Lew Ranieri regrets creating the CMO

“‘I’m the guy who played a central role in this home thing and I regret it because…it got abused beyond everybody’s imagination, ‘” says Lewis Ranieri, creator of the collateralized mortgage obligation (CMO), according to the Wall Street Journal.

Ranieri’s creation of the CMO was nifty financial engineering by a sophisticated Wall Street investment banker that revolutionized the home mortgage market. But the CMO ended up being a financial weapon of mass destruction that crashed the global economy in 2008. The CMO brought us the Great Recession, from which we are still recovering.

What are CMOs?

CMOs permitted banks and other lenders to make more money because they could sell mortgages to Wall Street. Before the CMO, mortgage lenders had money tied up in each individual mortgage they made until it was paid off. Lenders also bore the risk of each individual mortgage until it was paid off.

The creation of the CMO meant that lenders could sell mortgages they made. This permitted the lenders to use that money to make more mortgage loans — earning more fees. Lenders loved that they could make many more mortgages, thus earning much more in fees.

Boring mortgages became the new big thing on Wall Street because they were a fee-generating bonanza. Wall Street packaged mortgages together and sliced them up into tiers (tranches) of risk. Each tranche was a separate CMO or mortgage bond. Wall Street earned substantial fees to create CMOs.

What could go wrong?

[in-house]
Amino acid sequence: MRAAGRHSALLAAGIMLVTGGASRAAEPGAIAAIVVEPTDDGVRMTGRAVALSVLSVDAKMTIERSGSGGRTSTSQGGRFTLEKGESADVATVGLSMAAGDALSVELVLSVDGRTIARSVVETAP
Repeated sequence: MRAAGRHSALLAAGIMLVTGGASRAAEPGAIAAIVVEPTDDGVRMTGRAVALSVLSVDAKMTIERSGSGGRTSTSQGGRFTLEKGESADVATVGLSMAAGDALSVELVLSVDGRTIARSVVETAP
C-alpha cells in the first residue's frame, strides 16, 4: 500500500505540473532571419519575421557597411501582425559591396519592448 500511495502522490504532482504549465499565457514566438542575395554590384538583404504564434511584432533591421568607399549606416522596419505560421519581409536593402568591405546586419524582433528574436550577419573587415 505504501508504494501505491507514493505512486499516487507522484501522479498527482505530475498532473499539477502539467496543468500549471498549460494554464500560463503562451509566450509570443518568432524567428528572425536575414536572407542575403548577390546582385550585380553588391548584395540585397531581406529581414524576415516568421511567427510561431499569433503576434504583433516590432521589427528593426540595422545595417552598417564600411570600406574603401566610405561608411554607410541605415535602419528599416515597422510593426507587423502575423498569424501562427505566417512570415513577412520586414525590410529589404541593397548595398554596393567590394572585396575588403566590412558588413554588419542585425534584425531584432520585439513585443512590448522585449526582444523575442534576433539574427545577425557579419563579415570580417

The Wall Street investment bankers who were creating CMOs were hell-bent on making as much in fees as they possibly could. That meant churning out high grade CMOs even when the mortgages in those CMOs were high risk. At best, they fooled themselves into believing that these packages of subprime mortgages were diversified. More likely, they knew that the subprime mortgages in CMOs were not only risky but highly correlated — meaning the same events that would cause one mortgage to default would cause other mortgages to default. But identifying them as high risk would mean many investors would not purchase them.

Wall Street overcame this problem by figuring out a way to convinced others that its financial engineers could spin a silk purse from a sow’s ear. By slicing and dicing those packages of subprime mortgages, Wall Street created what it claimed were high quality CMOs. But Wall Street could not simply claim they were high quality. Wall Street needed someone independent to rate them as high quality.

Each CMO had to be rated by an “independent” securities rating agency — like S&P, Moody’s, or Fitch. That should have been a check on Wall Street, but it is only if the ratings agencies do their job. They did not. Ratings agencies gave CMOs high ratings willy-nilly. Ratings agency employees who raised concerns were told to shut up. The ratings agencies got hooked on fees they were receiving from the Wall Street CMO creators so they gave high ratings to high risk CMOs.

In the end, you and I and many other people invested indirectly in CMOs. CMOs were purchased by mutual funds that were held in retirement accounts like IRAs and 402(k)s.  CMOs were also purchased by public and private pension funds — injuring thousands of US workers.

As we reach the 10 year anniversary of the crash of the global economy, we should think back on how easy it is for this to happen again. In fact, it is already happening.



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Lisa Bragança recovers losses for investors all over the country, protects whistleblowers, and defends individuals and businesses in government investigations. As a Branch Chief with the SEC Division of Enforcement, Lisa conducted and supervised insider trading investigations and a wide range of investment fraud and Wall Street misconduct.

You can reach Lisa at (847) 906-3460 or Info@SECDefenseAttorney.com. www.SECDefenseAttorney.com

Disclaimer: This information is for general purposes only and should not be interpreted to indicate a certain result will occur in your specific legal situation. The information on this website is not legal advice and does not create an attorney-client relationship.